Thus Jesus brings the point back to the vexing question the chief-priests and elders were trying to avoid "Why then did you not believe him?' - that is their own response to clear prophetic spiritual authority. They fall into the trap: They said to Him, "The first." Jesus said to them, "Assuredly, I say to you that tax collectors and harlots enter the kingdom of God before you. {32} "For John came to you in the way of righteousness, and you did not believe him; but tax collectors and harlots believed him; and when you saw it, you did not afterward relent and believe him.

In Jesus' day the religious authorities, while very august, were corrupted and disobedient, concerned with power and prominence and not seeking spiritual truth. The truth was marginalized and confined to prophets in the wilderness, lepers, prostitutes and repentant tax-gatherers. If you obeyed the authorities, you didn't obey John the Baptist or Jesus or God. If you obeyed God, Jesus or John the Baptist - you were thrown out of the synagogue.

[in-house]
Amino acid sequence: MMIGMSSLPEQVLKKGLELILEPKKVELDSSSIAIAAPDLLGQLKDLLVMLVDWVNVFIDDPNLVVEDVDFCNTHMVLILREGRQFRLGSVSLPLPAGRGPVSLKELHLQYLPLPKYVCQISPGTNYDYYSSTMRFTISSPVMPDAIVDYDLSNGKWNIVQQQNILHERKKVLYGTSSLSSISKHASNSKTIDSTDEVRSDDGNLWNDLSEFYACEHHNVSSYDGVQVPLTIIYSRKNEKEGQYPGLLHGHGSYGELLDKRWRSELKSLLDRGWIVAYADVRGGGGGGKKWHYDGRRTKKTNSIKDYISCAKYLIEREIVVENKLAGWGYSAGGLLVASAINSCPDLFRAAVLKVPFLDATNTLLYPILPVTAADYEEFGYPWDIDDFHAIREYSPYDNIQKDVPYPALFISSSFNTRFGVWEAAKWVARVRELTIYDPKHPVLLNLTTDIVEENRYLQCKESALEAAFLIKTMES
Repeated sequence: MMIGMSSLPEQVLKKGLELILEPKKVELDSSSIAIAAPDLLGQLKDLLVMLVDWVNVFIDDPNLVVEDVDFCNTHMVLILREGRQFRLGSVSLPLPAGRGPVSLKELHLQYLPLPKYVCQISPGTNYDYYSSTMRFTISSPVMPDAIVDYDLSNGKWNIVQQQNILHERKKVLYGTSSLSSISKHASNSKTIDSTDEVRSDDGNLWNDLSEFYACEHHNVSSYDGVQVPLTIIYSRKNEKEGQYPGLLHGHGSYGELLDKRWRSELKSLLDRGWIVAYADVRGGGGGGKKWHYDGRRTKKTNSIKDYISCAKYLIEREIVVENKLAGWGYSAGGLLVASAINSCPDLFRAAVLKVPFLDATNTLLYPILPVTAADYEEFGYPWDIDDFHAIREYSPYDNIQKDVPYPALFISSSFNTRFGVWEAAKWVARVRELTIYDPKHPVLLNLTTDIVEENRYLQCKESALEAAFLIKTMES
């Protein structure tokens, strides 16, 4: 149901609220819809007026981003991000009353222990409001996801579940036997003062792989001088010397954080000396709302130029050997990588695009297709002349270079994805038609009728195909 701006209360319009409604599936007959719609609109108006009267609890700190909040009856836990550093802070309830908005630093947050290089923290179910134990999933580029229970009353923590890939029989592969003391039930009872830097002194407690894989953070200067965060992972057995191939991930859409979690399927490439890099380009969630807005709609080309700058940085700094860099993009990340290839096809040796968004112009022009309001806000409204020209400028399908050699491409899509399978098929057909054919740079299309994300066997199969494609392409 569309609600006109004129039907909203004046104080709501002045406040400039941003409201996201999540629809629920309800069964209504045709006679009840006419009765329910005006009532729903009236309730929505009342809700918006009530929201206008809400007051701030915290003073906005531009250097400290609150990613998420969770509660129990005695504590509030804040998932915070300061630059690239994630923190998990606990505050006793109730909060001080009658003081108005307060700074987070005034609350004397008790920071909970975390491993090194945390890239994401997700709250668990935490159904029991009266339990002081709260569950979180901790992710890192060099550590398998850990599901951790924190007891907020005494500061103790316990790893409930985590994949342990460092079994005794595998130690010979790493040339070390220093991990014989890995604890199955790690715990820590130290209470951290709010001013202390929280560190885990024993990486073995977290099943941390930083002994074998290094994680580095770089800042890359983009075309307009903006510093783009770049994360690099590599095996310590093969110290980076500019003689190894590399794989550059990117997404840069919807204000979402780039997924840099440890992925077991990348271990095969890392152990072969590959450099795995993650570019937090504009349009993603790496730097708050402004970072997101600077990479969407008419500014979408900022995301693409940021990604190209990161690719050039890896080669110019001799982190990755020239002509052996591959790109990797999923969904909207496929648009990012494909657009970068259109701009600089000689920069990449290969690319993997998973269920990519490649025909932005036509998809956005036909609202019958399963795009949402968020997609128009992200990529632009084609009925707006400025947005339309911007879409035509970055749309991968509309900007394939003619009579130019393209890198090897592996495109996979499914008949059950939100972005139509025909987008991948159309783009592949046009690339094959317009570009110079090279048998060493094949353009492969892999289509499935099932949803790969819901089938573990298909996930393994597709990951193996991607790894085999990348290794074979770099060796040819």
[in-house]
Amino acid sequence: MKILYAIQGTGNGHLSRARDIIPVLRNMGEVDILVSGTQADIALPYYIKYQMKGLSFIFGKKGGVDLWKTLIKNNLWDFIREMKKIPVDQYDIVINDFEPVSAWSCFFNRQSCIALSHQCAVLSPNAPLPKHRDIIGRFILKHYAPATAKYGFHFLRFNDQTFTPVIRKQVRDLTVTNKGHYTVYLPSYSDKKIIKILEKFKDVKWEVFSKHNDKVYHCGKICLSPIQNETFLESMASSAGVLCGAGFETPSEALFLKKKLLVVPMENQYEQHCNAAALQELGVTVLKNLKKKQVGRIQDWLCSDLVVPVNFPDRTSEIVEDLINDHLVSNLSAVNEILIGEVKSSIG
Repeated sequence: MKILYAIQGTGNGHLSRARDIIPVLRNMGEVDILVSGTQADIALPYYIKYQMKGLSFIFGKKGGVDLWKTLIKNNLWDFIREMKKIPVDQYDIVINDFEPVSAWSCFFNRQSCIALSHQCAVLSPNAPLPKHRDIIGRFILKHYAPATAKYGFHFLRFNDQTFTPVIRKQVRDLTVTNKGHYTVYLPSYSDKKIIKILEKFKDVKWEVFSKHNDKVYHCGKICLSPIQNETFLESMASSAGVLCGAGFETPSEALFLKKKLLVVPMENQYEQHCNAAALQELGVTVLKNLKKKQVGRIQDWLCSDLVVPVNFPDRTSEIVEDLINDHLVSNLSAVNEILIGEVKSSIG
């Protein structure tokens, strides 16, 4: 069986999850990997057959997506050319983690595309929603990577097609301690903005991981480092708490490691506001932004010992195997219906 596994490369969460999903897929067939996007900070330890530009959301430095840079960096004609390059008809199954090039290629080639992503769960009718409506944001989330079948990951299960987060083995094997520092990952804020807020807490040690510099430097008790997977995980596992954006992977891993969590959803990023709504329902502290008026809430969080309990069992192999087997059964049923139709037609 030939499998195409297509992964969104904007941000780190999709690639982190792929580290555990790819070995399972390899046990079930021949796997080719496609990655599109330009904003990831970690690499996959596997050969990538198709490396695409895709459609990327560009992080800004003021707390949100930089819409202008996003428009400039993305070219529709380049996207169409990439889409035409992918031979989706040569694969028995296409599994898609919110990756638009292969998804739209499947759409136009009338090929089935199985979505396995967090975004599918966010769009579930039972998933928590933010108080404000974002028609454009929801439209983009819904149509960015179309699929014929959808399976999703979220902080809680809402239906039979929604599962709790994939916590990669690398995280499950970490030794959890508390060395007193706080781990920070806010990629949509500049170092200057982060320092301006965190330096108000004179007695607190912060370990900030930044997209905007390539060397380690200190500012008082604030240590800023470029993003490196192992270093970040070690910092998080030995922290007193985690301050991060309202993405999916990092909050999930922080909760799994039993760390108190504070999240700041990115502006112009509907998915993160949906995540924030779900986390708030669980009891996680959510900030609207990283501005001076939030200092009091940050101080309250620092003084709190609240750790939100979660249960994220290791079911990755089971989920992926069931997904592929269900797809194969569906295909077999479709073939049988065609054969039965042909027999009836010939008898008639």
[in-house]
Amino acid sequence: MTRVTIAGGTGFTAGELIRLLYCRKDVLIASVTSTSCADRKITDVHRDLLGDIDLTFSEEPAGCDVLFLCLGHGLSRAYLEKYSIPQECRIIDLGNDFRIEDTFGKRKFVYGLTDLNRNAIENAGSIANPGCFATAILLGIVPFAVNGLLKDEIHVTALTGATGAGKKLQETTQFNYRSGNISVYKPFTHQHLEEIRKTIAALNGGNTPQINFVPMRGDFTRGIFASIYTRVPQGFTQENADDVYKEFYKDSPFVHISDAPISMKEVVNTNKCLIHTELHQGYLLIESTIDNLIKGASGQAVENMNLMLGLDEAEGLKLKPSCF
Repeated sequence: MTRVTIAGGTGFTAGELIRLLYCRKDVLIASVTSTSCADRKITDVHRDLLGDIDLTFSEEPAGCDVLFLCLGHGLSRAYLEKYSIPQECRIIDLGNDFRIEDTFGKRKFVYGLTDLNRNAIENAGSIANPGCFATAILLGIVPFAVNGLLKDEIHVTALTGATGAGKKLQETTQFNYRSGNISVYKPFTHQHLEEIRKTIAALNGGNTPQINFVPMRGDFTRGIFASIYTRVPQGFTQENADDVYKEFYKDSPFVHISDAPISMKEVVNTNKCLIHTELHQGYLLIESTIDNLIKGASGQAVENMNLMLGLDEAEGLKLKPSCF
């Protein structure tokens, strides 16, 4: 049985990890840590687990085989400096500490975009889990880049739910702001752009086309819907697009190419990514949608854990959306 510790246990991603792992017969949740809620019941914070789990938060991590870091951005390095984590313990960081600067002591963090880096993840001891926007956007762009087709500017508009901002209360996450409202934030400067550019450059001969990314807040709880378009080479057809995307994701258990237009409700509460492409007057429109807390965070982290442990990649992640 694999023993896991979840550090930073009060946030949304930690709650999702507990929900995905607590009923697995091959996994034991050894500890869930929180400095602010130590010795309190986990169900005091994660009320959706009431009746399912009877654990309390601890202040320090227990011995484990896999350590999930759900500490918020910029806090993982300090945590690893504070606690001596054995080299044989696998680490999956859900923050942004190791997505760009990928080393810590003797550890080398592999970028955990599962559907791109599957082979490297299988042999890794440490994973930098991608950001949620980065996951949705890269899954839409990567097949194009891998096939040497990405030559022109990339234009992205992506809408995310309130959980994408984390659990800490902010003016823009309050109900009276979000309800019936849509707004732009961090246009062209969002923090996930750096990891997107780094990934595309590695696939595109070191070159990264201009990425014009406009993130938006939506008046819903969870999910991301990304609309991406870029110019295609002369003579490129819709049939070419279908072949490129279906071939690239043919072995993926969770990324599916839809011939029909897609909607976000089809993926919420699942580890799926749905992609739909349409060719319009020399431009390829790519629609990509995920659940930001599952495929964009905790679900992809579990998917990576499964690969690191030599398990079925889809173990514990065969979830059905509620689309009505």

Thus there was a breakdown in the system. To be loyal and obedient to the religious system made you disobedient to the heavenly Father. In Jesus day true spiritual authority was outside the walls, in the desert, and not where the ermine robes and chief priests were. Whenever spiritual systems break down this becomes the case. Luther was excommunicated, Wesley had to preach in the fields, the Quaker George Fox wandered England and was fiercely persecuted, and so forth throughout church history. And the system rarely learns. The Jews have never said "Oops, we should have obeyed John the Baptist and Jesus", and the Roman Catholics have never said "After some reflection we think that Luther was correct".